During the late 1800s, Europe and America because more aware of the valuable resources China had to offer to the world. Europeans and Americans, as well as the Japanese, competed to get access to natural resources and to the China trade. The struggle led to the Opium Wars and to many other battles. Cixi and some of her supporters recognized that in order to keep the country independent they had to accept some Western ways. Education was reformed so that young students learned more than just the classics of Chinese literature; representatives were sent to Europe and America and foreign diplomats were finally welcomed into the Chinese court.

Cixi was by no means a perfect person; she could be cruel and impose harsh punishments and death upon her enemies, but she set the course of China toward modernization. By the time she died in 1908, China was ready to enter the twentieth century and take its place on the world stage. Now, more than a hundred years later, reading about the Dowager Empress Cixi gives us an idea of what a strong and powerful woman she was. Her determination and strength can help us to understand where China is today—a world leader. And reading about how the Dowager Empress was maligned and underestimated by many of the leaders in her own country and internationally may make us ponder whether Americans are also underestimating the women leaders in our country. I strongly recommend reading Jung Chung’s book Empress Dowager Cixi: The Concubine Who Launched Modern China (Knopf 2013).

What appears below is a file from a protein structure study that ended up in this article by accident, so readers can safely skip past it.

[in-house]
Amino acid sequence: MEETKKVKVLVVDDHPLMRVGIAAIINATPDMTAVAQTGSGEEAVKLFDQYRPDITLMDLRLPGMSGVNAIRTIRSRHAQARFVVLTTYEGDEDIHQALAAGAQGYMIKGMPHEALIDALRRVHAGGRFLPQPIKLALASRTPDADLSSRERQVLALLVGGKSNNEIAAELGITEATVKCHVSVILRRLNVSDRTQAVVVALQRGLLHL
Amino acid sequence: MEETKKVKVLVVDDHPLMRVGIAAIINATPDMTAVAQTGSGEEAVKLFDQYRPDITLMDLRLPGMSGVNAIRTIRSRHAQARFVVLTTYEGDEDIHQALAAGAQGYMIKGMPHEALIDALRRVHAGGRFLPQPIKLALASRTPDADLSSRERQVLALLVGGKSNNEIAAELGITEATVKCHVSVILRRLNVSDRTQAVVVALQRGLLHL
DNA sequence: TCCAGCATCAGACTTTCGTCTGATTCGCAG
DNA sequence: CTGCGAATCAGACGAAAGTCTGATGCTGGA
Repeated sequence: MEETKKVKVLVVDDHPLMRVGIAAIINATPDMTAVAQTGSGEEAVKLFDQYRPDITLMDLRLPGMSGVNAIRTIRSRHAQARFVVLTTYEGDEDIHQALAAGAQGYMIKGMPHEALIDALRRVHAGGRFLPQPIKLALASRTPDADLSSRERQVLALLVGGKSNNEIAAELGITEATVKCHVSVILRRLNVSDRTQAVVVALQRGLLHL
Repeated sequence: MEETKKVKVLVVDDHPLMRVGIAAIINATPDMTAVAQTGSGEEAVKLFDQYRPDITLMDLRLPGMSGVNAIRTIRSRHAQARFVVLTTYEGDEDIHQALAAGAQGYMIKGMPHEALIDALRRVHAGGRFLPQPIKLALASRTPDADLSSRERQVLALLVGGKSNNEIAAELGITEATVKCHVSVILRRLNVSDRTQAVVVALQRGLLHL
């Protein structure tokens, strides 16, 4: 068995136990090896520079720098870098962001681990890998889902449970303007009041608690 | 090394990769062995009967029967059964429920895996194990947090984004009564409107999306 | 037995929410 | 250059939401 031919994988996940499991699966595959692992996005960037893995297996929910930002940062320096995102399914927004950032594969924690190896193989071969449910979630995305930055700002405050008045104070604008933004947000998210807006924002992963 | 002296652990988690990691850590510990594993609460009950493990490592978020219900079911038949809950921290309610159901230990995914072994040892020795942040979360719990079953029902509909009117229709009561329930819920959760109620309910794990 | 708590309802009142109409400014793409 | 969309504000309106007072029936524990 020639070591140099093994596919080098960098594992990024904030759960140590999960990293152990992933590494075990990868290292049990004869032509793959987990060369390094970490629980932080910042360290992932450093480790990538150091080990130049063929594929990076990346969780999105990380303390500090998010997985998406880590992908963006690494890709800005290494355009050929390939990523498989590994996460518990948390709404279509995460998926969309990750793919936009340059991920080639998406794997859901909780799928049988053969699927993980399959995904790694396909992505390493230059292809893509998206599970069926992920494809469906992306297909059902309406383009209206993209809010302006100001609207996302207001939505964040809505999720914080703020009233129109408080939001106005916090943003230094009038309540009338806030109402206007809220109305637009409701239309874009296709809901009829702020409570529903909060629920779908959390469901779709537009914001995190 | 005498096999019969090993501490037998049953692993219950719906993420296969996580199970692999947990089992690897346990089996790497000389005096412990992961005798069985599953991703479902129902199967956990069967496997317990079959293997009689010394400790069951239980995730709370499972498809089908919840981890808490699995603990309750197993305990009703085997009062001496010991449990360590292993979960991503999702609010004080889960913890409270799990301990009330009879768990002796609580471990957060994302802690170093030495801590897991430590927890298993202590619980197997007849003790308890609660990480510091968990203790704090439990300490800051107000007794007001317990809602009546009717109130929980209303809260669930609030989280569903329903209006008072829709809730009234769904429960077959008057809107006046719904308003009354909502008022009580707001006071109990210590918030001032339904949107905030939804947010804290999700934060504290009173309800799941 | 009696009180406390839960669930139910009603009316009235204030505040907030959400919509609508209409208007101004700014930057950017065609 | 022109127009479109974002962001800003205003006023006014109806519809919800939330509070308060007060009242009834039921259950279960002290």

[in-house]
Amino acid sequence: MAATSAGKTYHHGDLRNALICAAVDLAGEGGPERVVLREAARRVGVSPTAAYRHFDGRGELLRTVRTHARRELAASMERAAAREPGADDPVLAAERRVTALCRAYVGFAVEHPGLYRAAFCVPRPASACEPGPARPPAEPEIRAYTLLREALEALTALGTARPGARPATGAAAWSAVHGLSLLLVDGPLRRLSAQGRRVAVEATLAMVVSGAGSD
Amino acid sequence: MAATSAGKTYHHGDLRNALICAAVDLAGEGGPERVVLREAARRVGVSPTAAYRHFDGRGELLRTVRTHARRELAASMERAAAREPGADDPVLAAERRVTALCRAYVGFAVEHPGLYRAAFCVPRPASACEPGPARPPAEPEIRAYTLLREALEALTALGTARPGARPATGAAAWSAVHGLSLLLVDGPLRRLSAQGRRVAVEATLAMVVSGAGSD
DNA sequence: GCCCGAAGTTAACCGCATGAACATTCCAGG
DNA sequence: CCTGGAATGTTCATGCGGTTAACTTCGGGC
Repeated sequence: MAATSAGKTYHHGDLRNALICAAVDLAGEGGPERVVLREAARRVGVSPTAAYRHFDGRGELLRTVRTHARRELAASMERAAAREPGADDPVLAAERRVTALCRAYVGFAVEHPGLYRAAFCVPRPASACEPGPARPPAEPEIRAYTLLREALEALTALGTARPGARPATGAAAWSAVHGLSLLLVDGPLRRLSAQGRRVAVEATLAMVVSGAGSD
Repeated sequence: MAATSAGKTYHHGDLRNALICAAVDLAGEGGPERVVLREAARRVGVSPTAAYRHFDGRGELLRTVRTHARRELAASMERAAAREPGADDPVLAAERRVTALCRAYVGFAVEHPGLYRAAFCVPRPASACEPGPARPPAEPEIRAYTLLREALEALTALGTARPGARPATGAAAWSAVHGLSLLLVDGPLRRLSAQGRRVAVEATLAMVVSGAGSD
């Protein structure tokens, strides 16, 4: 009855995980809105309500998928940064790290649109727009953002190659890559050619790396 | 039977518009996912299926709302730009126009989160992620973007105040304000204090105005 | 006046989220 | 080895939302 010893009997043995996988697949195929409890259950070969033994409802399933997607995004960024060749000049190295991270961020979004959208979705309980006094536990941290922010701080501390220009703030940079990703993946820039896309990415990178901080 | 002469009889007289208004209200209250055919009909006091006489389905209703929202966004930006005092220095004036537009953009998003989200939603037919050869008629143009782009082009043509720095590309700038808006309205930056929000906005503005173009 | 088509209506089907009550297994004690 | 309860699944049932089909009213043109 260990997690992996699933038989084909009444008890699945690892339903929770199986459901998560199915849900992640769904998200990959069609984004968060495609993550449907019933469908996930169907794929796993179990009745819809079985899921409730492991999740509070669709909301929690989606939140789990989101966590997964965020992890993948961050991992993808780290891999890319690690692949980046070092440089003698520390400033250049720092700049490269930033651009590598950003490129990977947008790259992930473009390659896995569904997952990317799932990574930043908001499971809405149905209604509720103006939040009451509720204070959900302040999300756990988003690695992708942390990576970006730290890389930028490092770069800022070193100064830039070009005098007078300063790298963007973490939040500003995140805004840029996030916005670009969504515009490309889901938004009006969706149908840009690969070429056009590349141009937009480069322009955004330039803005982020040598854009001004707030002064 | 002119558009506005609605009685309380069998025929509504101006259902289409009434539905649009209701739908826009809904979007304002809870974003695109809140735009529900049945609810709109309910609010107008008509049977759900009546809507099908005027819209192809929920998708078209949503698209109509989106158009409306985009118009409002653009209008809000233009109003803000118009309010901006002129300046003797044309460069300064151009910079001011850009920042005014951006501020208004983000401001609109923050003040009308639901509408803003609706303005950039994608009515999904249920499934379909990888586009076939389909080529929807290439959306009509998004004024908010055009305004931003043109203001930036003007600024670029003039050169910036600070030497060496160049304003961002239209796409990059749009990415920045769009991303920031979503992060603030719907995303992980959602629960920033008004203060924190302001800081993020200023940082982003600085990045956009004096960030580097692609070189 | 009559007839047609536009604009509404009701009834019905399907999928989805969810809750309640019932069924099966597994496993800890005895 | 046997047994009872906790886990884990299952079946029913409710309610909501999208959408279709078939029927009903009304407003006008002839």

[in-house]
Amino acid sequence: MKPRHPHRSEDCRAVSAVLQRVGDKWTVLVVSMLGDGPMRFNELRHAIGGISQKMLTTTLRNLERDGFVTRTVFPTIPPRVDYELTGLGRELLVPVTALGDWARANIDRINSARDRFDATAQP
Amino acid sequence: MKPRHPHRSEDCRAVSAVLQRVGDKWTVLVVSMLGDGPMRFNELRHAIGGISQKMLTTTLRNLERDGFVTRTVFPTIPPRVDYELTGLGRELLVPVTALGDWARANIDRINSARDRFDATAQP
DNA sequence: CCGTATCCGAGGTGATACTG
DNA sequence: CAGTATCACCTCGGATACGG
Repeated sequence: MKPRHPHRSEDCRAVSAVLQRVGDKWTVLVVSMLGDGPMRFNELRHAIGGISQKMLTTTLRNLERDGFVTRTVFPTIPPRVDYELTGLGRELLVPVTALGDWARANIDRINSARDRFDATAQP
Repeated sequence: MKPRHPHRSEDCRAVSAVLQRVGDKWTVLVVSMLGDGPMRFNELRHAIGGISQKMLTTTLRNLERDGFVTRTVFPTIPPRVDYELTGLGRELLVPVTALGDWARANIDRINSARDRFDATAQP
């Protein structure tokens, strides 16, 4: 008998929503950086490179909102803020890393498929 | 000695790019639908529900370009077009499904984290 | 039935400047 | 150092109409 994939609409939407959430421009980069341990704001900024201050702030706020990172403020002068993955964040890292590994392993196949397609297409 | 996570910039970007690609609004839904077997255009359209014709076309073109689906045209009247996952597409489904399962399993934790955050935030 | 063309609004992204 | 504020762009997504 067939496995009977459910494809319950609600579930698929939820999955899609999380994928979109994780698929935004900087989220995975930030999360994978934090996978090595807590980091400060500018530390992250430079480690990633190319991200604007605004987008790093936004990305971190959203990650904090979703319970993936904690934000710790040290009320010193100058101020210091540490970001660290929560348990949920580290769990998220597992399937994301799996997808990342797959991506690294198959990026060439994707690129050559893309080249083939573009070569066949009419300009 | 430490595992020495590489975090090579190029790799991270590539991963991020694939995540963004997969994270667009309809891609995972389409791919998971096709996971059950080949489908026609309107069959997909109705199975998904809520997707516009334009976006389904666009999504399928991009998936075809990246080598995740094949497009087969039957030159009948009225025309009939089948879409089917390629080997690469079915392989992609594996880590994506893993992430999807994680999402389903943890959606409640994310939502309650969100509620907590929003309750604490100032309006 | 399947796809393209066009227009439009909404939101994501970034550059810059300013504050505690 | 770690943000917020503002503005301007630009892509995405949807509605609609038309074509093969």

Dowager Empress Cixi–the woman who modernized China

This weekend the aisles of my neighborhood grocery store are crowded with colorful packages of candy and it’s flying off the shelves. The doors are hung with scarlet and gold banners bearing large Chinese characters offering good wishes for the New Year. For a week San Francisco will be celebrating the arrival of the Year of the Horse, and crowds of people will watch the big parade downtown. But while big cities along the coasts are well aware of the holiday smaller American communities may not even know it is going on.

Painting of the Dowager Empress CixiChina sometimes seems the most foreign of foreign countries to those of us who live in the West. The language is difficult to learn, and the customs sometimes strike us as odd. That’s why there is a special thrill in discovering an individual who helps us cross the bridge and see what life looks like from a Chinese viewpoint.